It was hard. She bitched and moaned a lot. She was tired and hungry and pissed off that her friend was getting carried and she wasn't. It was hard on me because traveling alone with 2 kids I was not in a position to fling her on my back. She's too big for carriers anymore, and I was already carrying so much drinking water, snacks, sunscreen, bug spray, journals, camera gear, changes of clothes and such that I was unable to carry her too. It was exhausting not just physically, but also mentally feeling that my daughter was slowing down others every time we went somewhere in a group. The others would be blocks or kilometers ahead of Naia and I, and she would look at me and say, "Where did everyone go? Why won't they walk with us?" I didn't know what to tell her.
But when I stopped worrying about getting from Point A to Point B or keeping up with other people with other agendas and started to forget about worrying and just follow her lead, it finally felt easier. I realized a couple of weeks in that it wasn't that she didn't want to walk places or walk long distances, it's just she didn't want to walk at a grown up pace. And who could blame her?
She wanted to scamper up and down every set of stairs on the street. She found beetles everywhere and wanted to played with them. If a butterfly crossed her path (and many did) she wanted to meander off and see where it went because it might lead her where the fairies live. She made a point to stop and actually smell the flowers.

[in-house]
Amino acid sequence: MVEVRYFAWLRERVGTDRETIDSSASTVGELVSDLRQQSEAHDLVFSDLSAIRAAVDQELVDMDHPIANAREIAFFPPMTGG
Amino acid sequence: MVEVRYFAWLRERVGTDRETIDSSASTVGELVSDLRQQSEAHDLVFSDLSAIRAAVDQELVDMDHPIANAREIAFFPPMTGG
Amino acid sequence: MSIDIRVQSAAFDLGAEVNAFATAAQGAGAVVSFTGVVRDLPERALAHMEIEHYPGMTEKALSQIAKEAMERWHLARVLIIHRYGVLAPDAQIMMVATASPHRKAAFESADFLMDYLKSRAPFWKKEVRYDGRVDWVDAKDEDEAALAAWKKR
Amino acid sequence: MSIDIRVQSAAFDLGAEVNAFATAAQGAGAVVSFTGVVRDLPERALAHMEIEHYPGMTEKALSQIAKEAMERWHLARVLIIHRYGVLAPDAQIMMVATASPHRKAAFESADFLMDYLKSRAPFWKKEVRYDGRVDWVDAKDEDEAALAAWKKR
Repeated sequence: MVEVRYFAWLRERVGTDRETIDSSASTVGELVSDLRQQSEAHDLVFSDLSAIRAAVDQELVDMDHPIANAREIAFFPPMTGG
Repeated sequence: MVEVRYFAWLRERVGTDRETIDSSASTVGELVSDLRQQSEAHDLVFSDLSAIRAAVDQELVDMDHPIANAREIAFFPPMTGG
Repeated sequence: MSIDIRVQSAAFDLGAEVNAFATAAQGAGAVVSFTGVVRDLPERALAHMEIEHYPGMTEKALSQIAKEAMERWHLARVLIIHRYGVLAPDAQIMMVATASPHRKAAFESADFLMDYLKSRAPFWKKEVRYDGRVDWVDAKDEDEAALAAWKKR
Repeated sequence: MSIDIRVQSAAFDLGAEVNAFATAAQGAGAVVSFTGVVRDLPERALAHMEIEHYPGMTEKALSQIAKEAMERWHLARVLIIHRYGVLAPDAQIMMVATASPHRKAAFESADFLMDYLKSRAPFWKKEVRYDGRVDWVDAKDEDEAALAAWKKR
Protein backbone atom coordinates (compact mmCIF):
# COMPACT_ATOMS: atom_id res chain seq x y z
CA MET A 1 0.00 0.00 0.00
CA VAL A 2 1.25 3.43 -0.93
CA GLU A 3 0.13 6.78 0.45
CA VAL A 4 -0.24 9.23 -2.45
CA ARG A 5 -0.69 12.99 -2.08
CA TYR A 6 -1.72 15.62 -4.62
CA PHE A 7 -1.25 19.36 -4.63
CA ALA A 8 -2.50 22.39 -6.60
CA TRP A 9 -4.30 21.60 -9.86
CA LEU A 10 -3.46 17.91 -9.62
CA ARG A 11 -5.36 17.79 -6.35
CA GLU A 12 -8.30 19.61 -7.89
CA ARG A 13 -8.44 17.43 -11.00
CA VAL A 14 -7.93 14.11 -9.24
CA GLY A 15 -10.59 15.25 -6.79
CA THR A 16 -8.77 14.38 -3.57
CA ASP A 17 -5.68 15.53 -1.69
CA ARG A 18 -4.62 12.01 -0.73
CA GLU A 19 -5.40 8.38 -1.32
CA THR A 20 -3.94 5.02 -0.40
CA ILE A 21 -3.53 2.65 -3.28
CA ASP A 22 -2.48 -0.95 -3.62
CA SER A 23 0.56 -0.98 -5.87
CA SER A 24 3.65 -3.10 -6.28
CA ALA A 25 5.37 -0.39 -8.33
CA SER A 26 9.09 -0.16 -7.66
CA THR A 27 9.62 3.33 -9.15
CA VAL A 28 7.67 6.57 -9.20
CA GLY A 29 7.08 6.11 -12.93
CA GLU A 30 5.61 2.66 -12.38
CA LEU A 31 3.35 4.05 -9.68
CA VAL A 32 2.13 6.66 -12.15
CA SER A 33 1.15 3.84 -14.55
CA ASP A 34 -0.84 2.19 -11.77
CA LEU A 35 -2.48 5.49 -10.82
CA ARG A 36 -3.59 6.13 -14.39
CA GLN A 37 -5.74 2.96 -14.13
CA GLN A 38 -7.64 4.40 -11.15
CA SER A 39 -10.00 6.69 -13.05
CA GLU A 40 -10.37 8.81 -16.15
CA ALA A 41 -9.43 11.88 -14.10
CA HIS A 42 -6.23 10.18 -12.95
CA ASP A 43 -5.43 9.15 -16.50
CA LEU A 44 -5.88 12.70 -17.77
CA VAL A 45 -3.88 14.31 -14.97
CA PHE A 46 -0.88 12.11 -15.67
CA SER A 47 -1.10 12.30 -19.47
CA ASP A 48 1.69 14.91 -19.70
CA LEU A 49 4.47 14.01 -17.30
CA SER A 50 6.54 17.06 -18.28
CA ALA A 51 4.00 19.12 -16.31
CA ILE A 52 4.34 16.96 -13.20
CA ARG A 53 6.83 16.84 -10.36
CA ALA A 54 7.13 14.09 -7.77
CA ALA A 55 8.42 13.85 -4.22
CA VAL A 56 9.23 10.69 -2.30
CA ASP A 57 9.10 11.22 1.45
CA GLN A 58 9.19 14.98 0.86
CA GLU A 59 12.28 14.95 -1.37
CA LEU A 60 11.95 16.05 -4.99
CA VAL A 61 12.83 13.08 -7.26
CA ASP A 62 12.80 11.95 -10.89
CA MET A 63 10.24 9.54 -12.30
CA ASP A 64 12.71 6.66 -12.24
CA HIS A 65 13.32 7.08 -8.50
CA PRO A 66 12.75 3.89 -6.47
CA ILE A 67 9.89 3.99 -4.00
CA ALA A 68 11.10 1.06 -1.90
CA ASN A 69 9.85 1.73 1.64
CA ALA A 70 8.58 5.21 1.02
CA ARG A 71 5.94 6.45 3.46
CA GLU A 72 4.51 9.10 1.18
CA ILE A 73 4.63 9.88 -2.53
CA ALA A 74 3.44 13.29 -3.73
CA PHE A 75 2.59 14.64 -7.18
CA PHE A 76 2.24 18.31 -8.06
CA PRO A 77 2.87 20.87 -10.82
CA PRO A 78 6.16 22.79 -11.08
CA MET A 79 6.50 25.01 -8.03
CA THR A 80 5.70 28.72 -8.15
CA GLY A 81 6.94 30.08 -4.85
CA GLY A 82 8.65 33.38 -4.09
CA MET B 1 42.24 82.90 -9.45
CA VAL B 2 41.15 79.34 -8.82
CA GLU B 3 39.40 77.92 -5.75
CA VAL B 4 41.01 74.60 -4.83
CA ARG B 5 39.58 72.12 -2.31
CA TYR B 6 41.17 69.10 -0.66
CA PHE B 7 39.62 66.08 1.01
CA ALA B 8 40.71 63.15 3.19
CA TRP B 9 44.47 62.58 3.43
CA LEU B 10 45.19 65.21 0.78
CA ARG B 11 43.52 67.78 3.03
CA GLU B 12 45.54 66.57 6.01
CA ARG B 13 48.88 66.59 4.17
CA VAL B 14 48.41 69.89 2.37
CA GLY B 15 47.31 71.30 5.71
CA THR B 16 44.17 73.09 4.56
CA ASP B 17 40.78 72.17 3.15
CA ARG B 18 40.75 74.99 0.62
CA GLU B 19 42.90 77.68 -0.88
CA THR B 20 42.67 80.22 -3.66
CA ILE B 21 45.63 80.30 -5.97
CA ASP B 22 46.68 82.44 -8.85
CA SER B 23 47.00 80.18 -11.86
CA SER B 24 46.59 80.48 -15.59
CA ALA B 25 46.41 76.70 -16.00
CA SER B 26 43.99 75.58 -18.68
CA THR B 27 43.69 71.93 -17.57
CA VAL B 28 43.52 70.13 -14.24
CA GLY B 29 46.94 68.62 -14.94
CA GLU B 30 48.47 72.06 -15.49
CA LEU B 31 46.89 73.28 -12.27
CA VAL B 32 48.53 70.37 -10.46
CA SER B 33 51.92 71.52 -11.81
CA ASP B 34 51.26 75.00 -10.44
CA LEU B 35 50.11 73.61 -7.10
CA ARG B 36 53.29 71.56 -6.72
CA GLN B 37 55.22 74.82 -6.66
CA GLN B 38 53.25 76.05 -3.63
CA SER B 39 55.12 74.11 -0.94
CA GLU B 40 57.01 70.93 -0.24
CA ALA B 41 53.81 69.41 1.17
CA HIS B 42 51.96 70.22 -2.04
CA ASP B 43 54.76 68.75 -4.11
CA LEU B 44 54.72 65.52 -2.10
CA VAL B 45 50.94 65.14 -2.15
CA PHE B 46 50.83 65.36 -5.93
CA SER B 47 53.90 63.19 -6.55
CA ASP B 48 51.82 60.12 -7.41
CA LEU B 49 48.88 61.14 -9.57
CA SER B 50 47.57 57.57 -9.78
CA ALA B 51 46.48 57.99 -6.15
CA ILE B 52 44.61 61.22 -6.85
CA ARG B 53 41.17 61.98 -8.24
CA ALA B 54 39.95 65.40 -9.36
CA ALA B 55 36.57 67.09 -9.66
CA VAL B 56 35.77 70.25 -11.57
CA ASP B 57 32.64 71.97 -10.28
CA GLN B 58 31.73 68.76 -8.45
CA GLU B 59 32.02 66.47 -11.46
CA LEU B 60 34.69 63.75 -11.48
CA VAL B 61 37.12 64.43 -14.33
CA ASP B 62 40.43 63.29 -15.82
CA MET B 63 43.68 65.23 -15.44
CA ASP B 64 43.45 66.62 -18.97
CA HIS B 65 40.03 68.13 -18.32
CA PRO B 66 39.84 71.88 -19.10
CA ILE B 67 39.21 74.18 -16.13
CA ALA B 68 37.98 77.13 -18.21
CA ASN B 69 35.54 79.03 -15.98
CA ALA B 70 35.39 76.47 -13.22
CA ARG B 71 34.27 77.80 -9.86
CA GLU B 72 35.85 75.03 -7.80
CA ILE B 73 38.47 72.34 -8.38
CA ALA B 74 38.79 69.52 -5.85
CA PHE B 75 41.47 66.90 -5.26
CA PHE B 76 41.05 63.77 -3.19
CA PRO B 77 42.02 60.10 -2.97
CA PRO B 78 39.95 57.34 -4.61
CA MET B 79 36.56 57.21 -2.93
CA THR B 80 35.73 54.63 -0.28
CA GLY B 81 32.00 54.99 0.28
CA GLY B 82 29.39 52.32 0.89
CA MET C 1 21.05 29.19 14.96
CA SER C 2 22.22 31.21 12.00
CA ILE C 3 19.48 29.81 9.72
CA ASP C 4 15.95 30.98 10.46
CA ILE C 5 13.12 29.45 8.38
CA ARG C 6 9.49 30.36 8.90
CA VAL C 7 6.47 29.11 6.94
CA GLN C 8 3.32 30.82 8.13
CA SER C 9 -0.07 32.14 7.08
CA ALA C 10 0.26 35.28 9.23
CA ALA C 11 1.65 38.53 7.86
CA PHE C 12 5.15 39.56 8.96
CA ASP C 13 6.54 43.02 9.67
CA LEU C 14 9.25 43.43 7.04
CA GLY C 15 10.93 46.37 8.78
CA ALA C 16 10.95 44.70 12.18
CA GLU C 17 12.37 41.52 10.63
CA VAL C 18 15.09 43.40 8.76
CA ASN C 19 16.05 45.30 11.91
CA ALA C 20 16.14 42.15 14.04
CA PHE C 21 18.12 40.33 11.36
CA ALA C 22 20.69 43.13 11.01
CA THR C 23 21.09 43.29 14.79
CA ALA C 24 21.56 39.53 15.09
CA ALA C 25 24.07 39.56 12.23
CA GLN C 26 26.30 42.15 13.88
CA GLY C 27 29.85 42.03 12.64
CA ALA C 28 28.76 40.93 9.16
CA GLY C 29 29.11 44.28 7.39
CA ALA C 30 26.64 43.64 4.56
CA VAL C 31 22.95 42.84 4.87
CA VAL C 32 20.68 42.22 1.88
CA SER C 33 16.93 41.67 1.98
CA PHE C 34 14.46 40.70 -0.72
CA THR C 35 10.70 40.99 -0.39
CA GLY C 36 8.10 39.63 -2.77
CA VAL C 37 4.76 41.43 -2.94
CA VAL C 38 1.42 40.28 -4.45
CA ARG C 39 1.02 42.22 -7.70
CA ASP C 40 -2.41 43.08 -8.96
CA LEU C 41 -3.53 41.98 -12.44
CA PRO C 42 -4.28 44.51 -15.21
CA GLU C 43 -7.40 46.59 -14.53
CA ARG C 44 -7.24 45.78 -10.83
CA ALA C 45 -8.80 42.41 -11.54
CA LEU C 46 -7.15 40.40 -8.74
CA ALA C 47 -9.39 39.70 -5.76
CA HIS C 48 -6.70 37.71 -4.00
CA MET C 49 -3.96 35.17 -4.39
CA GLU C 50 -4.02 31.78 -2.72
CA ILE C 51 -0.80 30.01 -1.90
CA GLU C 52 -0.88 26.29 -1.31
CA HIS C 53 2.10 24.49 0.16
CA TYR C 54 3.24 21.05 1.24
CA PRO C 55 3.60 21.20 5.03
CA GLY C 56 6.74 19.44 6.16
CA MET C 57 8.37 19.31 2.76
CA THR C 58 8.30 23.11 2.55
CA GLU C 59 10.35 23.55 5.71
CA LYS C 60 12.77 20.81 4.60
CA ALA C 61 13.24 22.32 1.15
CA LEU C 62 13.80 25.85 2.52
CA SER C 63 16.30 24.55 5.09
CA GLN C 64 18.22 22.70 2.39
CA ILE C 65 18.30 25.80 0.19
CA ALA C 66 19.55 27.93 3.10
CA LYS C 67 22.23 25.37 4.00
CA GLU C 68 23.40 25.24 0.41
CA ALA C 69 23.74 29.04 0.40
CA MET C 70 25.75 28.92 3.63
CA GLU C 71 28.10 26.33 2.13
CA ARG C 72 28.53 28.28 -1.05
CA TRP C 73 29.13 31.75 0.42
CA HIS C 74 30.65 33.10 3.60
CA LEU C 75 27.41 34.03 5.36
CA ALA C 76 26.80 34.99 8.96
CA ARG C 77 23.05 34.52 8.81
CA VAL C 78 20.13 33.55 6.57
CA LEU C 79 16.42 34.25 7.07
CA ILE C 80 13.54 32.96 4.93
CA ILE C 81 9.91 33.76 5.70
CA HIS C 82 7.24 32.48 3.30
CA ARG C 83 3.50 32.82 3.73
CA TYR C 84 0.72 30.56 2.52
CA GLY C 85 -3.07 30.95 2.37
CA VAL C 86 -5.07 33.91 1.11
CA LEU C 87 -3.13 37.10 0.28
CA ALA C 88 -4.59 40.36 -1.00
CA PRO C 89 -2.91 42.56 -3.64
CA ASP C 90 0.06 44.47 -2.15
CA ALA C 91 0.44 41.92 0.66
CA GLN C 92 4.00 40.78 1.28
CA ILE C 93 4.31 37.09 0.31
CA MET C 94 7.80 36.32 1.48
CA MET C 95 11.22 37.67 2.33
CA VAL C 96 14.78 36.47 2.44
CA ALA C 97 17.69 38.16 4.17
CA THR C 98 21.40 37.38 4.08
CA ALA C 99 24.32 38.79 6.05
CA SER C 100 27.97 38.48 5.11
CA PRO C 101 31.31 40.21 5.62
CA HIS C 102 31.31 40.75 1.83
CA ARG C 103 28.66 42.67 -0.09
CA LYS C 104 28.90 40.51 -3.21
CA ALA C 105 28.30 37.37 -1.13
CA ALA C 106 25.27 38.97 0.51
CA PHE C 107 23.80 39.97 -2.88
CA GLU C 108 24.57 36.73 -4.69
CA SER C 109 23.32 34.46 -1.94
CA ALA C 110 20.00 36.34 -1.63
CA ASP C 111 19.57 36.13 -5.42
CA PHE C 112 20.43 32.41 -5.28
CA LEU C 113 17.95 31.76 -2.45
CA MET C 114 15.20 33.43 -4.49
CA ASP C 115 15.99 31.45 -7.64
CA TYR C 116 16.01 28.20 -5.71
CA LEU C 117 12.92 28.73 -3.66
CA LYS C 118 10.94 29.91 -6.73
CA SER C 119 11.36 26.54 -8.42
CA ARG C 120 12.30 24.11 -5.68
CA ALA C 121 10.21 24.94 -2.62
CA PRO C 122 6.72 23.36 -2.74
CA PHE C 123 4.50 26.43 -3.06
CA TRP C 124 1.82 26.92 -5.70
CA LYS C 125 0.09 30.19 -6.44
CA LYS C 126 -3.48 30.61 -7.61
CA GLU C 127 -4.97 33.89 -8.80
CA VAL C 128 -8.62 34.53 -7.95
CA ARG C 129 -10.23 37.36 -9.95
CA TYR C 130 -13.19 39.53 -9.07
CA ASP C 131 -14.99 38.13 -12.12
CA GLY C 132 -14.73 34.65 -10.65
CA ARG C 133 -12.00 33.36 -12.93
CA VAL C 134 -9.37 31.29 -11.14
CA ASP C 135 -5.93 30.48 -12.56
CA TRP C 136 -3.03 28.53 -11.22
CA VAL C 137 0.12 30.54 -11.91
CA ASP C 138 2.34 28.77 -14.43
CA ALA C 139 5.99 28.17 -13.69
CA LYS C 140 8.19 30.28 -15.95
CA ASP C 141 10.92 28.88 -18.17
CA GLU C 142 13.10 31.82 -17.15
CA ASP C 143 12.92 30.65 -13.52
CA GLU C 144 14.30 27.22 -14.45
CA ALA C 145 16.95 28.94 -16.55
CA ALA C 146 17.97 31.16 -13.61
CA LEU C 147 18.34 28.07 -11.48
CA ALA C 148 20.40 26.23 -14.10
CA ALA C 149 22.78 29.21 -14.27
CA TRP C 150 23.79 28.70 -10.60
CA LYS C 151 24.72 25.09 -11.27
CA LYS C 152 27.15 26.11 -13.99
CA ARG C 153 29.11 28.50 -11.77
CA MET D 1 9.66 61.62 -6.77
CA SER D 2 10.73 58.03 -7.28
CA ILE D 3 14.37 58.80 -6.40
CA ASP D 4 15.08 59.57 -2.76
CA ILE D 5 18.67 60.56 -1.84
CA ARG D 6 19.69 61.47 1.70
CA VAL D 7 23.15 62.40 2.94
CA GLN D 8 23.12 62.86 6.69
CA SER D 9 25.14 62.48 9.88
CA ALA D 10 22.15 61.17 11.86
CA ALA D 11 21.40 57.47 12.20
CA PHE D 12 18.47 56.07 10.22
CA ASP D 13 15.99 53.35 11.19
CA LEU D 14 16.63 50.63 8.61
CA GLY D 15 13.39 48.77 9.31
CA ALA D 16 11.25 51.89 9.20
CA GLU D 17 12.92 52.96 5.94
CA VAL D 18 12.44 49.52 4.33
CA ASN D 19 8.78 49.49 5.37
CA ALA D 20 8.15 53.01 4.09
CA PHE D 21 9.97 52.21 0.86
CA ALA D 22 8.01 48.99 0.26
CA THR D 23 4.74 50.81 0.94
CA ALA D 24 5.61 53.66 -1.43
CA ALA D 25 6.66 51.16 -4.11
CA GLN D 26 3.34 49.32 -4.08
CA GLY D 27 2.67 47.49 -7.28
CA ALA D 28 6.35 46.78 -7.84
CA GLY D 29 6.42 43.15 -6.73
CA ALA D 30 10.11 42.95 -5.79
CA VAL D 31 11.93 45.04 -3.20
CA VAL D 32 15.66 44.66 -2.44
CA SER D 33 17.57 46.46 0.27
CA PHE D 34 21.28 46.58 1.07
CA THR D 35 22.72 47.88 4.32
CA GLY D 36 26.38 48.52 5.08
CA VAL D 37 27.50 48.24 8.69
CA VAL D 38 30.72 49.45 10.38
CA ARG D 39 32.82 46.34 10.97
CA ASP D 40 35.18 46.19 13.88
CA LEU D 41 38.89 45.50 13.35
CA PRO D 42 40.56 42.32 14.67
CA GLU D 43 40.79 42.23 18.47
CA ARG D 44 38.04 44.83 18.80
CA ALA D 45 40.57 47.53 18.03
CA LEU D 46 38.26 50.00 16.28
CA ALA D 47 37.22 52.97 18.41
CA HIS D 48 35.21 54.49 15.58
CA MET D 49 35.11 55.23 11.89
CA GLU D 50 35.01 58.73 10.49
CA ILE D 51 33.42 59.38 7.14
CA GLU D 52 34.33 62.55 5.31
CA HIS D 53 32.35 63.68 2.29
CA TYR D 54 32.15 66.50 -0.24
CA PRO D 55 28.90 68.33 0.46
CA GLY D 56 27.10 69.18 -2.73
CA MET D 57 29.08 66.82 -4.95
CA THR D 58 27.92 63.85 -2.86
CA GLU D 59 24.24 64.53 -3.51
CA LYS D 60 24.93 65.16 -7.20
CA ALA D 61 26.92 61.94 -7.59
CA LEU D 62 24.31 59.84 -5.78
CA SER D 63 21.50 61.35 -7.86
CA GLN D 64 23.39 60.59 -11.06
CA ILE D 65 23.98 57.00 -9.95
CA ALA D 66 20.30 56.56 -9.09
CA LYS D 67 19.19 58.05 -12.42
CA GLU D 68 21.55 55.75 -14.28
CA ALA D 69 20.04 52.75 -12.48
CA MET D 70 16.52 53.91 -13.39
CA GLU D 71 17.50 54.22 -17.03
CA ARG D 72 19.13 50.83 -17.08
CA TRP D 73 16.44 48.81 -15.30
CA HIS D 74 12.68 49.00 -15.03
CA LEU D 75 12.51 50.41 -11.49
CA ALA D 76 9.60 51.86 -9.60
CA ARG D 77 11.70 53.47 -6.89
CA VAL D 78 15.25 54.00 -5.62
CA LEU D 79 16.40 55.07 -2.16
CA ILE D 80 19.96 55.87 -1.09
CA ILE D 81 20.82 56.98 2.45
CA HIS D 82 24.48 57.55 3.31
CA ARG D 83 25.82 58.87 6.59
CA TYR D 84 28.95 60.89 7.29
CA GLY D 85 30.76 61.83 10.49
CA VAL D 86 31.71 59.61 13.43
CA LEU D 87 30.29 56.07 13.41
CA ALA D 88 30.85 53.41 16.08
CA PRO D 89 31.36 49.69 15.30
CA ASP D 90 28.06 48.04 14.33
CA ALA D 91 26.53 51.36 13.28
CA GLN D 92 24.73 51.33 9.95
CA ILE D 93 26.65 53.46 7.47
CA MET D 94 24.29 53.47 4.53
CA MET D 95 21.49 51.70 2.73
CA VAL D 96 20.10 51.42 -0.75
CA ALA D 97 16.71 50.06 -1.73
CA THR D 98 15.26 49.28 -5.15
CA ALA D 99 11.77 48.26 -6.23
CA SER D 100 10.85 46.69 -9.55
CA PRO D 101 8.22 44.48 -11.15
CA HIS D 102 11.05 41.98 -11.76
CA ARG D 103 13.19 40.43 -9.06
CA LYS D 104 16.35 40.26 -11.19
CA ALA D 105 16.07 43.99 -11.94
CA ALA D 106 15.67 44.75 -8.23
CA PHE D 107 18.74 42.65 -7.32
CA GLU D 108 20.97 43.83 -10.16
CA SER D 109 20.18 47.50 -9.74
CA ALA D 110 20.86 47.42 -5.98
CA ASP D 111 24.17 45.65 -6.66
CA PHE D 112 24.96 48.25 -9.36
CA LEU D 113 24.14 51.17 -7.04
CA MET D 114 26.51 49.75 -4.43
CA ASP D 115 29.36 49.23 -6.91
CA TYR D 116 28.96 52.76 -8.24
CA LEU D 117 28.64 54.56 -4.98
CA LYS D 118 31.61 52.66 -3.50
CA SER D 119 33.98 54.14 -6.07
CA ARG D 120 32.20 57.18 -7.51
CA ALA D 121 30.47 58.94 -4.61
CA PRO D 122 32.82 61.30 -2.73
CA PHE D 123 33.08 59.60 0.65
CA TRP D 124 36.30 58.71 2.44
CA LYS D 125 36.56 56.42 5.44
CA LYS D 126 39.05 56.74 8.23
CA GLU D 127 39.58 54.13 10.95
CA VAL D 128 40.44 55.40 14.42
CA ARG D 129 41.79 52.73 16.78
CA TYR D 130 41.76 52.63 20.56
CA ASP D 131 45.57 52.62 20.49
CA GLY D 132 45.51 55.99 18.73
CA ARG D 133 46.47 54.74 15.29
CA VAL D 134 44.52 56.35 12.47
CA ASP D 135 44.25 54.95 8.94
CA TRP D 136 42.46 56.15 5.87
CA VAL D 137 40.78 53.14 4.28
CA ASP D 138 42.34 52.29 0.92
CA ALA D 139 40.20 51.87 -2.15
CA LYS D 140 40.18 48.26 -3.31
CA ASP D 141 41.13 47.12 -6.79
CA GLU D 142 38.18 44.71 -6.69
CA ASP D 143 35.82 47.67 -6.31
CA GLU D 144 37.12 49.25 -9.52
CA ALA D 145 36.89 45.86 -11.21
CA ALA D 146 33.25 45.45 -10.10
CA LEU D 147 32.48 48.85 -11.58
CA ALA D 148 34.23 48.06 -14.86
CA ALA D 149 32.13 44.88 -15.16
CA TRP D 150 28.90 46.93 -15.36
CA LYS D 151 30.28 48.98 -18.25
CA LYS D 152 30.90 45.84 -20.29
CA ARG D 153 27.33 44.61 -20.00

On a really difficult hike up Maderas Volcano to the San Ramon Waterfall, she and I were all alone on the trail, slowly making out way uphill. The others were all long gone. She was crying because she was frustrated and exhausted and angry that we were alone. We sat to have our 317th water break and she pointed out a spider to me. A bright green spider that had these crazy looking legs with fuzzy frilly hairs coming off of them, almost like a Muppet spider.
"Mama look! If we weren't going slow, we would have never seen this spider. Nobody else got to see it because they went too fast."
We sat and watched the green lynx spider slowly make his way around a huge leaf. He stopped here and there, not really going anywhere. Sort of like us. And he wasn't the only one. We met an iguana, and loads of beautiful blue Morpho butterflies. And we listened to the howler monkeys and hooted back at them.
She reminded me that despite what everyone else around you is doing, you need to focus on what's right for you. And that it really is about the journey. It's about doing your own thing and appreciating what's around you, rather than pushing forward and checking things off your list.
I felt crappy about pushing her and getting her into situations where she felt left out and maxed out. Even though in the moment was exhausting and even though I knew she was slowing down the group, I was still super proud of her. Because regardless of how slow she went or who she was holding up or how much she whined, she did it. She DID IT. She forged her own path, in her own time, her own way. She was not going to be forced into a grown up agenda, it was her little journey.
(why walk a trail when you can dance it?)